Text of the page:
Seeing the real Krakow through the eyes of a local

There’s nothing like seeing a city through the eyes of a local. Sharon Ní Chonchúir experiences the real Krakow with a Polish friend.

I try to get under the skin of places I visit on my travels. I try to find out what it’s like for people who live there. 

What do they do? What do they eat? What does it feel like to have their history and to have grown up in their culture?

These aren’t easy questions to answer but when a Polish friend invited me to join her on a trip to Krakow; I knew I’d get a local flavour of this tourist city. 

Krakow has long been known as a cheap weekend break destination but I thought my friend would help me see past that to its true character.

She brought me to dinner in Pod Baranem on the night I arrived. This restaurant is all dark wood, deep carpets and low lighting and it’s full of Polish families eating traditional Polish food, with lots of meat, creamy sauces and hearty dumplings on their plates.

While Polish food can be heavy, it is possible to eat lightly if you make the right choice. 

Seeing the real Krakow through the eyes of a local

We had cabbage stuffed with mincemeat and rice in a mushroom sauce, a beetroot soup with dumplings and herrings in sour cream – all of which made for a delicious introduction to Krakow.

We left traditional Poland behind when we went for after-dinner drinks at Café Camelot. With its shabby chic interior and ample outdoor seating, this café is popular with local young people who come to enjoy coffee, sandwiches and cake during the day and boozy drinks and jazz in the evenings.

The next day, we got to know Krakow better on a walking tour of the city. It’s perfect for exploration on foot as most places of interest are within its compact centre.

The most central of these places is Main Market Square, the largest medieval market place in Europe and one of the few to have survived unscathed.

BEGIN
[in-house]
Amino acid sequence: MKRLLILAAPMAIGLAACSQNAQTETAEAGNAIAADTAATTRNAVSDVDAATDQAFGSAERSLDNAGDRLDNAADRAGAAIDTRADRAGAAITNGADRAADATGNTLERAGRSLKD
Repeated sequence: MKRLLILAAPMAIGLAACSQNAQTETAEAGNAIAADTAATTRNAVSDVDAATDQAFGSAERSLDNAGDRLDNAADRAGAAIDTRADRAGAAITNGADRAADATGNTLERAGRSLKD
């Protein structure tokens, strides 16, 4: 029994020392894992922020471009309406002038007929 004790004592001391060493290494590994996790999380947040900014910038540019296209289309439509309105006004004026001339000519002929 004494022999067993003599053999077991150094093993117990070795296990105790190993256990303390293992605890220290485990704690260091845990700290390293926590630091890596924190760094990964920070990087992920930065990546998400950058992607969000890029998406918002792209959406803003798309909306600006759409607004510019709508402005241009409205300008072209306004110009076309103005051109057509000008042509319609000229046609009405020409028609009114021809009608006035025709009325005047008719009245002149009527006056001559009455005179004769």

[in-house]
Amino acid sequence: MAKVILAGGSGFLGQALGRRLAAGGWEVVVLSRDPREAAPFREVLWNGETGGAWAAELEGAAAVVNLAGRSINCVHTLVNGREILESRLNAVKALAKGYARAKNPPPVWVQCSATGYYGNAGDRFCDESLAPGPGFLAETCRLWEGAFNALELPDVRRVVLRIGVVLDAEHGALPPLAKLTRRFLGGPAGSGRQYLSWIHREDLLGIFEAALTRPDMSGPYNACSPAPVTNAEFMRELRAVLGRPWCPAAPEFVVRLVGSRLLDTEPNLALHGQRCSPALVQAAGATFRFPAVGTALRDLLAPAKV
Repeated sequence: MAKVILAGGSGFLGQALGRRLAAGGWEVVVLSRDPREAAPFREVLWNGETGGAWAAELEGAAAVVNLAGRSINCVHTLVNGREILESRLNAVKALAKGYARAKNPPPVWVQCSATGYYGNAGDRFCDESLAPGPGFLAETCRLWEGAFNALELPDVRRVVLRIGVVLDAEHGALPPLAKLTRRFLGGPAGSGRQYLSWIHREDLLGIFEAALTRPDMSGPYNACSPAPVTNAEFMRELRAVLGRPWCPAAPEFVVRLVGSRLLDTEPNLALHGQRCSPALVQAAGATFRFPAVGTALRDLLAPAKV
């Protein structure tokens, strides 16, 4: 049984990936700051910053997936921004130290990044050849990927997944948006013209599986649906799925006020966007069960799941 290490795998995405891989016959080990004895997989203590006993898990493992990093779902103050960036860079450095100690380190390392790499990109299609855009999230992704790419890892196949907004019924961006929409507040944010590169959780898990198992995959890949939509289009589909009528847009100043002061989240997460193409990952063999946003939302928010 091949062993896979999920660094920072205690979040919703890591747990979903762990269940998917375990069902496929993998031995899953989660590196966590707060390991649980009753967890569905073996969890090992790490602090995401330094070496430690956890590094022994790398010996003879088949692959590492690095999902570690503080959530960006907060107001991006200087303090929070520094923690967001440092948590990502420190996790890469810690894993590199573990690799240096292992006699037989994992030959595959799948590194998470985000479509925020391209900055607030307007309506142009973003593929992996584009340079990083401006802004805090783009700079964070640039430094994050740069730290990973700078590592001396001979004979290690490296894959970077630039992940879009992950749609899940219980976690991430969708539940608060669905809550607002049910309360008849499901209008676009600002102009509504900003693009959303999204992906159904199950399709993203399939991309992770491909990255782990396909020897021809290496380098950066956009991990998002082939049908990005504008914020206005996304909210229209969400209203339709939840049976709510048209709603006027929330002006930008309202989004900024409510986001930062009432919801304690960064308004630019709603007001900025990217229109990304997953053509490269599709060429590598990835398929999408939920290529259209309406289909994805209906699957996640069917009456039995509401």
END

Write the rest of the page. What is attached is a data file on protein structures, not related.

My friend made sure we were there when the clock struck the hour as a trumpeter sounds his horn from the tower of the basilica on the hour every hour throughout the day.

The tower of this 14th century basilica used to be manned by a lookout guard who would sound his horn to signal the approach of invaders. 

Seeing the real Krakow through the eyes of a local

One guard was struck by an arrow mid warning and his call was never finished. Today’s call stops mid-way in memory of this fallen defender of the city.

That’s not all there is to see and do in this handsome square. There’s the Renaissance era Cloth Hall whose ground floor is made up of an arcade of stalls selling traditional souvenirs and whose upper levels form part of the national museum of art. There are several impressive churches.

There are plenty of bars, cafés and shops. And there is always some sort of live entertainment to enjoy.

But we decided to escape the throng of the square for Collegium Maius, the oldest college of Krakow’s Jagiellonian University. Established in 1364, it’s the oldest building of learning in Poland and Copernicus himself is known to have walked its cloistered courtyards.

From there, we wandered up Wawel Hill to its historic castle. A seat of government from the 11th century; this castle is regarded as the spiritual homeland of Poles today. 

Its hodgepodge of architectural styles reflects the various cultures that have influenced this city. There are baroque buildings, Gothic cathedrals and the castle itself is a graceful Italianate Renaissance design with an elegant courtyard.

We took a tour of the castle, during which my friend pointed out all the little touches that make it special. The priceless tapestries, used to tell Biblical stories to the illiterate people of the past. 

We even got to see Leonardo da Vinci’s Lady with an Ermine. It’s one of the most important paintings in Polish collections and it’s currently on display in the castle.

Seeing the real Krakow through the eyes of a local

I was thrilled to see it but my friend was much more excited about the castle’s cathedral. Many Polish kings are buried here in royal tombs and in the underground crypt, making it sacred to the Polish people.

Signs of their devotion are everywhere you look. People kneel to pray. They lay flowers on tombs and many stop to bless themselves before a vessel that contains the blood of Pope John Paul II. 

There’s a cult-like devotion to this pope in Poland. I saw pictures of him everywhere and after our trip to the castle, my friend brought me to a bakery that specialised in his favourite cake.